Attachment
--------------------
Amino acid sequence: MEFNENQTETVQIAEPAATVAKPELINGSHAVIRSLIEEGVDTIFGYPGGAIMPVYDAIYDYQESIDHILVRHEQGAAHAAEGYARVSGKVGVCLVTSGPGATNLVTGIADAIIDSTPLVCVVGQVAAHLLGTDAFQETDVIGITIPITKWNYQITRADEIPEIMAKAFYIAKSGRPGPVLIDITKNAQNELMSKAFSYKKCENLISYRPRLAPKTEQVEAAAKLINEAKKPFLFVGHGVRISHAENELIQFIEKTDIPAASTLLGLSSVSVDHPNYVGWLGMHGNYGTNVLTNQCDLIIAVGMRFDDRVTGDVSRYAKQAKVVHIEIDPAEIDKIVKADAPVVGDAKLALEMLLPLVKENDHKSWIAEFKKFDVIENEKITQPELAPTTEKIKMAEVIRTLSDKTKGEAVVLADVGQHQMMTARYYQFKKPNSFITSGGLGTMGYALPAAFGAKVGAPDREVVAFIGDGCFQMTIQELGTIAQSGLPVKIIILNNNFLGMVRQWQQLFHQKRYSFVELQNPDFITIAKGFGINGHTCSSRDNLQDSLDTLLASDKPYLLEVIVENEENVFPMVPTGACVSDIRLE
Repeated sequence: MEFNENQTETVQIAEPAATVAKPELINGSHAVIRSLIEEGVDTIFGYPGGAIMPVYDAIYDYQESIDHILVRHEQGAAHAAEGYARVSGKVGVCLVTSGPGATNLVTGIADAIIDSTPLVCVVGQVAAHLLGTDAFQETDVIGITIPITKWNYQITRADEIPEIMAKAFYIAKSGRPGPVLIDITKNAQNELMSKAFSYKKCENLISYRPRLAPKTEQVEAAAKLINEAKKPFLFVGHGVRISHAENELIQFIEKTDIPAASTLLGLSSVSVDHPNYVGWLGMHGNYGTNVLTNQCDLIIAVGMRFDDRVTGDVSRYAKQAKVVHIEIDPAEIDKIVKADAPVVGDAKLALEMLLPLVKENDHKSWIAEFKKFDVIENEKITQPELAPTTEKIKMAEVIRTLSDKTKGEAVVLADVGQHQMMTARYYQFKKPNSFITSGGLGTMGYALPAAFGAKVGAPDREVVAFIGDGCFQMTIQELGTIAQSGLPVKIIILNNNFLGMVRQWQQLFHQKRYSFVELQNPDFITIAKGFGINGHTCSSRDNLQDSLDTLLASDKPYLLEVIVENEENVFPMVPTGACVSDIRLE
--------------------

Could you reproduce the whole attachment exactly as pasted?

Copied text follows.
Amino acid sequence: MEFNENQTETVQIAEPAATVAKPELINGSHAVIRSLIEEGVDTIFGYPGGAIMPVYDAIYDYQESIDHILVRHEQGAAHAAEGYARVSGKVGVCLVTSGPGATNLVTGIADAIIDSTPLVCVVGQVAAHLLGTDAFQETDVIGITIPITKWNYQITRADEIPEIMAKAFYIAKSGRPGPVLIDITKNAQNELMSKAFSYKKCENLISYRPRLAPKTEQVEAAAKLINEAKKPFLFVGHGVRISHAENELIQFIEKTDIPAASTLLGLSSVSVDHPNYVGWLGMHGNYGTNVLTNQCDLIIAVGMRFDDRVTGDVSRYAKQAKVVHIEIDPAEIDKIVKADAPVVGDAKLALEMLLPLVKENDHKSWIAEFKKFDVIENEKITQPELAPTTEKIKMAEVIRTLSDKTKGEAVVLADVGQHQMMTARYYQFKKPNSFITSGGLGTMGYALPAAFGAKVGAPDREVVAFIGDGCFQMTIQELGTIAQSGLPVKIIILNNNFLGMVRQWQQLFHQKRYSFVELQNPDFITIAKGFGINGHTCSSRDNLQDSLDTLLASDKPYLLEVIVENEENVFPMVPTGACVSDIRLE
Repeated sequence: MEFNENQTETVQIAEPAATVAKPELINGSHAVIRSLIEEGVDTIFGYPGGAIMPVYDAIYDYQESIDHILVRHEQGAAHAAEGYARVSGKVGVCLVTSGPGATNLVTGIADAIIDSTPLVCVVGQVAAHLLGTDAFQETDVIGITIPITKWNYQITRADEIPEIMAKAFYIAKSGRPGPVLIDITKNAQNELMSKAFSYKKCENLISYRPRLAPKTEQVEAAAKLINEAKKPFLFVGHGVRISHAENELIQFIEKTDIPAASTLLGLSSVSVDHPNYVGWLGMHGNYGTNVLTNQCDLIIAVGMRFDDRVTGDVSRYAKQAKVVHIEIDPAEIDKIVKADAPVVGDAKLALEMLLPLVKENDHKSWIAEFKKFDVIENEKITQPELAPTTEKIKMAEVIRTLSDKTKGEAVVLADVGQHQMMTARYYQFKKPNSFITSGGLGTMGYALPAAFGAKVGAPDREVVAFIGDGCFQMTIQELGTIAQSGLPVKIIILNNNFLGMVRQWQQLFHQKRYSFVELQNPDFITIAKGFGINGHTCSSRDNLQDSLDTLLASDKPYLLEVIVENEENVFPMVPTGACVSDIRLE